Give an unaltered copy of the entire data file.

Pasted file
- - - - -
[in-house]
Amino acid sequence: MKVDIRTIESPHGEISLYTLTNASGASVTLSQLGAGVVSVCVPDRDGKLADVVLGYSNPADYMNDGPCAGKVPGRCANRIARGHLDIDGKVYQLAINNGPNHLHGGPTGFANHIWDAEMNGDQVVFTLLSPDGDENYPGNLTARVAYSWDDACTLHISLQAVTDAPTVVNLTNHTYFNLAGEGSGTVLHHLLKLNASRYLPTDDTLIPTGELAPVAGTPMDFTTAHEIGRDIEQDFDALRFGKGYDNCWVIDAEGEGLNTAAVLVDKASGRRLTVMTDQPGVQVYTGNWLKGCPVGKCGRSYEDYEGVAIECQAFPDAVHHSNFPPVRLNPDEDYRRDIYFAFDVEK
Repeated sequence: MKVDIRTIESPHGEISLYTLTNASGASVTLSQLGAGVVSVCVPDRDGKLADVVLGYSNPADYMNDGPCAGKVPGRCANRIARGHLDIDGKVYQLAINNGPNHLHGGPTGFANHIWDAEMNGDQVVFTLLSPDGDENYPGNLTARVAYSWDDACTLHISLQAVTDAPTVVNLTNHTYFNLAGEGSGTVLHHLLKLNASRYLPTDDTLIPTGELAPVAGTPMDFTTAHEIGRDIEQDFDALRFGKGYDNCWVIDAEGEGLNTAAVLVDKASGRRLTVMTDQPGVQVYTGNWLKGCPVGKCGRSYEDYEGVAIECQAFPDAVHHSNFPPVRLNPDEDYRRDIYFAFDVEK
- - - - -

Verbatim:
[in-house]
Amino acid sequence: MKVDIRTIESPHGEISLYTLTNASGASVTLSQLGAGVVSVCVPDRDGKLADVVLGYSNPADYMNDGPCAGKVPGRCANRIARGHLDIDGKVYQLAINNGPNHLHGGPTGFANHIWDAEMNGDQVVFTLLSPDGDENYPGNLTARVAYSWDDACTLHISLQAVTDAPTVVNLTNHTYFNLAGEGSGTVLHHLLKLNASRYLPTDDTLIPTGELAPVAGTPMDFTTAHEIGRDIEQDFDALRFGKGYDNCWVIDAEGEGLNTAAVLVDKASGRRLTVMTDQPGVQVYTGNWLKGCPVGKCGRSYEDYEGVAIECQAFPDAVHHSNFPPVRLNPDEDYRRDIYFAFDVEK
Repeated sequence: MKVDIRTIESPHGEISLYTLTNASGASVTLSQLGAGVVSVCVPDRDGKLADVVLGYSNPADYMNDGPCAGKVPGRCANRIARGHLDIDGKVYQLAINNGPNHLHGGPTGFANHIWDAEMNGDQVVFTLLSPDGDENYPGNLTARVAYSWDDACTLHISLQAVTDAPTVVNLTNHTYFNLAGEGSGTVLHHLLKLNASRYLPTDDTLIPTGELAPVAGTPMDFTTAHEIGRDIEQDFDALRFGKGYDNCWVIDAEGEGLNTAAVLVDKASGRRLTVMTDQPGVQVYTGNWLKGCPVGKCGRSYEDYEGVAIECQAFPDAVHHSNFPPVRLNPDEDYRRDIYFAFDVEK